The day was perfect. My daughter looked up from the Torah after chanting her third Aliyah, took a deep breath, and smiled at the congregation, a look of pride all over her face. Our synagogue was filled with family and friends from near and far, temple members and non-members, individuals of different religions and ethnicities, to celebrate my daughter’s Bat Mitzvah.
I sat in the front row, brimming with pride and overwhelming pleasure at her accomplishment. Little did I know that at that very moment just one state away, a deeply disturbed gunman was entering a synagogue to commit a grievous hate crime against innocent worshippers.
It wasn’t until our guests had filed into the adjoining social hall, where laughter rang out and hugs were exchanged, that my father pulled me aside to tell me the news. It had popped up on his phone just as my two daughters, surrounded by their five cousins ranging in age from sixteen to two-and-a-half, were reciting the HaMotzi blessing on the bimah.
My heart sank. I looked at my parents, frozen, wondering how this could be true. How could such horrible news infringe on such a beautiful morning? The week had already been filled with disturbing news stories – pipe bombs sent through the mail and a foiled shooting at a church with a mostly black congregation that ended in the loss of life at a Kentucky Kroger’s. Hate was on the rise, like an unchecked cancer, but this story hit too close to home. My first thought was...It could have been us.
I knew immediately I didn’t want my daughter to find out. I didn’t want this to spoil her day, a day she had been working toward for the past six months. I glanced at the table where she sat surrounded by friends and felt a moment of peace. Her school is large with a diverse population. Her table represented a mini united nations. Their laughter bubbled up through the room.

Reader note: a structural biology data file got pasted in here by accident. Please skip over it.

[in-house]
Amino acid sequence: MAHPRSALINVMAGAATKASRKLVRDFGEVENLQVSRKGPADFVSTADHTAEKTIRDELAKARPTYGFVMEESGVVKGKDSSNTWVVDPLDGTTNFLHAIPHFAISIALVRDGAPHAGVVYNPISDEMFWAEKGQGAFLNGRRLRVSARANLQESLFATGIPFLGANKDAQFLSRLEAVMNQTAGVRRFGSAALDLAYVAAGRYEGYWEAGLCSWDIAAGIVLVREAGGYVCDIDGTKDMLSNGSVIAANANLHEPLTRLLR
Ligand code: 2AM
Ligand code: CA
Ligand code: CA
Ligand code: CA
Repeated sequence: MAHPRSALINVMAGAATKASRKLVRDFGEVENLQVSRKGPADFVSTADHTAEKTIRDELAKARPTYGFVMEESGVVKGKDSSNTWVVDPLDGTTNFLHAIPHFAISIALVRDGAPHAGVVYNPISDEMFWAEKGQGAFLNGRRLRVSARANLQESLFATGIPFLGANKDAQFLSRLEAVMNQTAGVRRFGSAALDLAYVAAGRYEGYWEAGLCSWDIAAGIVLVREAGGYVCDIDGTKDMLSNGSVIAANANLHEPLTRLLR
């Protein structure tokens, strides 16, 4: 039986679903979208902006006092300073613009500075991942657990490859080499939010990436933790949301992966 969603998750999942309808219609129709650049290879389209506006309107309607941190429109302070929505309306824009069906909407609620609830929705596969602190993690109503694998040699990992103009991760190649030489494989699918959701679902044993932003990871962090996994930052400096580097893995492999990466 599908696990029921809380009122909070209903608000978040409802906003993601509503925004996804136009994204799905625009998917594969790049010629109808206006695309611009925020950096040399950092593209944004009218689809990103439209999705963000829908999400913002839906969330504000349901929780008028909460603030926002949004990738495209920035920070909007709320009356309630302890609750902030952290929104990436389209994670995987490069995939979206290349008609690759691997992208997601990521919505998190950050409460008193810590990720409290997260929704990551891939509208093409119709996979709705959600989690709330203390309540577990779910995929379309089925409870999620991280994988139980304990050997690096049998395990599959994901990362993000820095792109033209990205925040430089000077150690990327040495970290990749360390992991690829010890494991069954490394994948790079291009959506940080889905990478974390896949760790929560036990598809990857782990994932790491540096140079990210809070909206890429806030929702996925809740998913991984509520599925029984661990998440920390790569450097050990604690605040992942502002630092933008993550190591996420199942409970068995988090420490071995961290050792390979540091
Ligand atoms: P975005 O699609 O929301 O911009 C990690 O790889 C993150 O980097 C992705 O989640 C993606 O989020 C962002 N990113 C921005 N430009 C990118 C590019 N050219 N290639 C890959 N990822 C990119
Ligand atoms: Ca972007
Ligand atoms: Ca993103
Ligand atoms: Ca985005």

When we were finally home that afternoon, I allowed myself to read the details of that morning’s shooting. I began to feel the sinking sense of despair that has so recently plagued me. I knew a case could be made, again, for better gun control and mental health services, but I didn’t want to think about all those arguments at that particular moment. It all felt like a broken record to me.
More than anything I felt sad. I felt a deep aching sadness for the Jewish community in Pittsburgh, because like myself, they had been gathered to practice our shared faith in a peaceful, private manner, not infringing on anyone else’s rights. I felt sad because there would forever be a stain on the memory of that day, a day I only wanted to remember as beautiful and lovely. I felt sad because earlier generations of my own family had already experienced antisemitism in its most grand-scale form, with so many of my relatives surviving the Holocaust and moving to America in the hopes of practicing their faith in peace.
I felt sad for my children who have to grow up in a world where going to school, the grocery store, and places of worship are vulnerable to this hate. And I felt angry. Oh yes, I was angry.
So what does it take to end this cycle of violence and hatred in our country today? I don’t know. I really don’t know. I don’t pretend to have the answers. All I know is that something somehow has to change.
After the evening party ended (the Hora was danced, the slideshow was shown, photos were taken and glasses chimed to the sound of Mazel Tov) my daughter turned to me and said, “Mom, this was the best night of my life.” I held her in a close hug and kissed her head and thought, this is how I will remember this day. In honor of those killed, I will continue to celebrate my faith, my family, and my traditions. I will fight hate with love and work to make the world a little kinder and inclusive. As I looked down into my daughter’s happy face, it was easy to imagine a better tomorrow.